Marine biologists and ocean scientists are somewhat of a tribe unto themselves. They spend weeks and months in cramped conditions aboard research vessels, doing science that’s a bit unlike any other science, and drinking enough to make Jack Sparrow proud. So it’s perfectly natural that their tribe would have some unique customs.
I discovered one of those today: Sending styrofoam cups to the bottom of the ocean as souvenirs.
When exploring deep ocean trenches and thermal vents, it’s usually a robot or a high-tech manned submersible doing the dirty work. The Cayman trough (where the top cup went) is home to some of the world’s deepest hydrothermal vents. At around 5,000 meters deep, the cup experiences nearly 500 times the pressure we experience at sea level. And since styrofoam is a foam made of air pockets inside a hydrocarbon polymer, it compresses under the added weight!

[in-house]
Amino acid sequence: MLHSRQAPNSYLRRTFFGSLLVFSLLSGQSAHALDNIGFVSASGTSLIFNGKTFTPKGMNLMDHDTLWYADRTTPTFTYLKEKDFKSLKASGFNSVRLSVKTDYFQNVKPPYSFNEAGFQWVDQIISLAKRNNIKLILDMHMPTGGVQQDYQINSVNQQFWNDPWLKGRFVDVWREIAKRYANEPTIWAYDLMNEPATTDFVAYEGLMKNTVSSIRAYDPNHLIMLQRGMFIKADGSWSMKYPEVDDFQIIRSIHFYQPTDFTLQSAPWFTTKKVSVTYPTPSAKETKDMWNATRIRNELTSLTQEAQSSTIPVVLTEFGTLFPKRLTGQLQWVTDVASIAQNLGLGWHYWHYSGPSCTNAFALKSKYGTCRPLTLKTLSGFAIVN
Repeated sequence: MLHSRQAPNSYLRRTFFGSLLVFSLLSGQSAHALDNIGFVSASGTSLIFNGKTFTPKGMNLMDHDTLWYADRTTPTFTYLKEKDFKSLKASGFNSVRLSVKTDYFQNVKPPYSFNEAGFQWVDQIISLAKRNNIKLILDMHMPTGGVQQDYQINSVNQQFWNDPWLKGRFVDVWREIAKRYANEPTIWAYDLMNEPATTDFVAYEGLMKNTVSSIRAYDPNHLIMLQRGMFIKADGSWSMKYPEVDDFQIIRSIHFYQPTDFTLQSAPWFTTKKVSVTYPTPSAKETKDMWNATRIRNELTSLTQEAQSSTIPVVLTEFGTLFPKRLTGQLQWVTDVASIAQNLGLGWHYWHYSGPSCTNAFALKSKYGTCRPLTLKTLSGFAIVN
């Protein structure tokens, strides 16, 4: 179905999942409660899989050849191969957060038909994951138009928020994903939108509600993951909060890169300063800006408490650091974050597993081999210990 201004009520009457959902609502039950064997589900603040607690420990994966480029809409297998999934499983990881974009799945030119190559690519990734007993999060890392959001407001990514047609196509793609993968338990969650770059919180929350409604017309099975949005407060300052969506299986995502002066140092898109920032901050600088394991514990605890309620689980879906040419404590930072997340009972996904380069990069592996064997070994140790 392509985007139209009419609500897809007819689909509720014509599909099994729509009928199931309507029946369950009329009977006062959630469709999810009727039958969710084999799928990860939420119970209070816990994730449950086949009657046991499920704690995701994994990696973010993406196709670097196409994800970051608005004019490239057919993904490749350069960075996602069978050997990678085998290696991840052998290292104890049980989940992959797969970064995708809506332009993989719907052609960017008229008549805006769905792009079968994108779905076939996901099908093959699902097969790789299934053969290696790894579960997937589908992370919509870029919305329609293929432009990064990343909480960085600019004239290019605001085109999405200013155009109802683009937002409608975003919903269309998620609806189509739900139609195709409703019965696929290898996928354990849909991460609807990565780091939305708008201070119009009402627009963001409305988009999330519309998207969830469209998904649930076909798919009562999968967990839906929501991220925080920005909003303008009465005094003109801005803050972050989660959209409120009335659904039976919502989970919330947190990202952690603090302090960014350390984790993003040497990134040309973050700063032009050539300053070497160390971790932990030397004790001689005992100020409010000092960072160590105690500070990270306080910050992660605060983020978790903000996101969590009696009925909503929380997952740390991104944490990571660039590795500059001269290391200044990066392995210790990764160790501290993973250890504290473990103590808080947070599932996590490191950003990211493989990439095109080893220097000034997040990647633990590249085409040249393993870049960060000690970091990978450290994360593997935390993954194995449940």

The bottom cup began as a normal-sized drinking utensil. But after it went to the bottom of the Mariana Trench (the world’s deepest point), it returned the size of a ketchup packet. The pressure down there is about a thousand times higher than at the surface!